Variability in the uranium isotopic composition of the oceans over glacial-interglacial timescales

Tezer M. Esat*, Yusuke Yokoyama

*Corresponding author for this work

    Research output: Contribution to journalArticlepeer-review

    56 Citations (Scopus)


    Uranium-series mass spectrometric analyses of corals from the uplifted last glacial terraces at Huon Peninsula, Papua New Guinea, that grew from 50,000 years ago to 30,000 years ago show systematically low values of 234U/238U, at the time of coral growth, compared with modern corals. When combined with coral data from other studies a systematic trend emerges indicating shifts in the 234U/238U ratio at times of major glacial-interglacial transitions that involve large variations in sea-levels. From last glacial to Holocene, the rate of change in δ234U is approximately 1‰ per thousand years. The variations in the U budget of the oceans appear to be due to accumulation of excess 234U in near shore areas in anoxic and suboxic sediments, in salt marshes and mangroves, in estuaries, and in continental margins during periods of warm climate and high sea-levels. These near-shore areas are exposed during periods of low sea level resulting in rapid oxidation of U into highly soluble phases. The subsequent release of 234U-enriched uranium into the oceans occurs over a sustained period, in step with rising sea-levels.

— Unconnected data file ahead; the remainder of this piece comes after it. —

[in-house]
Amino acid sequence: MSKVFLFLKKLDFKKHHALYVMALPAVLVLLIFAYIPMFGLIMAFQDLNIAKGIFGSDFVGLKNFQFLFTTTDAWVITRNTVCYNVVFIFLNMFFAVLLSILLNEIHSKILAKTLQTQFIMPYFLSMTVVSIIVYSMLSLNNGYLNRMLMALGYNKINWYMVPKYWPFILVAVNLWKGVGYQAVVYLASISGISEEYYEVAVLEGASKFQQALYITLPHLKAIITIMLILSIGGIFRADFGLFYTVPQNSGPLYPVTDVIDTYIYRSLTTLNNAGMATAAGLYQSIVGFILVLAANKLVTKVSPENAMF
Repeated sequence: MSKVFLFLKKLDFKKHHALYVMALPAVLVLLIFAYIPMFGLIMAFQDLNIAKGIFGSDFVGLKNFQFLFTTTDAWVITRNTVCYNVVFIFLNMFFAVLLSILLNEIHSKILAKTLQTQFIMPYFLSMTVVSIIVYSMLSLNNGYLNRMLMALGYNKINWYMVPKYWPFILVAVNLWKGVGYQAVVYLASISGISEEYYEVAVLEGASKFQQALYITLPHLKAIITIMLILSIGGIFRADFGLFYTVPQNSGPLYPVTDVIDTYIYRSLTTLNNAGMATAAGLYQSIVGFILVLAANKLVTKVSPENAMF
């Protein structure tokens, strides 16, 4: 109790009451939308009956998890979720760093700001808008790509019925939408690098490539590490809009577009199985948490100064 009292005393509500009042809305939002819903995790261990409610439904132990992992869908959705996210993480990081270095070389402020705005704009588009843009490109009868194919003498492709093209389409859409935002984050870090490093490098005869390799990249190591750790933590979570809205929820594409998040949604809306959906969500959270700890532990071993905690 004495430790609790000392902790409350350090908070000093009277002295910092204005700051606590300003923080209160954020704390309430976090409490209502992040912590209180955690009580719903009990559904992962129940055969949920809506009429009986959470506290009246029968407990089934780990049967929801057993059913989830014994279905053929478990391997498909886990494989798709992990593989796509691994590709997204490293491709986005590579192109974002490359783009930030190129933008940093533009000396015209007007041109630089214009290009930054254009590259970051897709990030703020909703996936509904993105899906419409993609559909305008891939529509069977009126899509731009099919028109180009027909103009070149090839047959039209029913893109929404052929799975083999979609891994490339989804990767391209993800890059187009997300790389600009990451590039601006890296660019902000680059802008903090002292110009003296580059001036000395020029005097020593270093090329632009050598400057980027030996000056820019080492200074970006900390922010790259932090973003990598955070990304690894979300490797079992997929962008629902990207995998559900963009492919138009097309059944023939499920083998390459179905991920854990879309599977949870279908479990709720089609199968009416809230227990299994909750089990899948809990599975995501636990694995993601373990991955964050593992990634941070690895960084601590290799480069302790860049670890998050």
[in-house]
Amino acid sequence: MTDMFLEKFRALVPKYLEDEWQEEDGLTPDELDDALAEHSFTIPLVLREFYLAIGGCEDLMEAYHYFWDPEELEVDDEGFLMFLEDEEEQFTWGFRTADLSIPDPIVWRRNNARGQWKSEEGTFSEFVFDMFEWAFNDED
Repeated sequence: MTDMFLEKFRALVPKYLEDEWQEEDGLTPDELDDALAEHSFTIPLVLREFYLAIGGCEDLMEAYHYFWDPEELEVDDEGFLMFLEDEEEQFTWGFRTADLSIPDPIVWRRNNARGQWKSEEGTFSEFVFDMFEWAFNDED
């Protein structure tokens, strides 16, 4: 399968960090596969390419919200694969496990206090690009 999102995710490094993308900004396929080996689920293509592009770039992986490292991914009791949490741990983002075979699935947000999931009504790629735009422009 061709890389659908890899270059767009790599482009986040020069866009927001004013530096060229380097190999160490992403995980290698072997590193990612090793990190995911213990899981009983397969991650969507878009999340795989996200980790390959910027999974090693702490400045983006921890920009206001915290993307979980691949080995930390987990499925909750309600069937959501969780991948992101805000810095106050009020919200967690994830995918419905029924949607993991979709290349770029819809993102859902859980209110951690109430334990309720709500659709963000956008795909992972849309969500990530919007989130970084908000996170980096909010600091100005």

Original languageEnglish
    Pages (from-to)4140-4150
    Number of pages11
    JournalGeochimica et Cosmochimica Acta
    Issue number16
    Publication statusPublished - 15 Aug 2006


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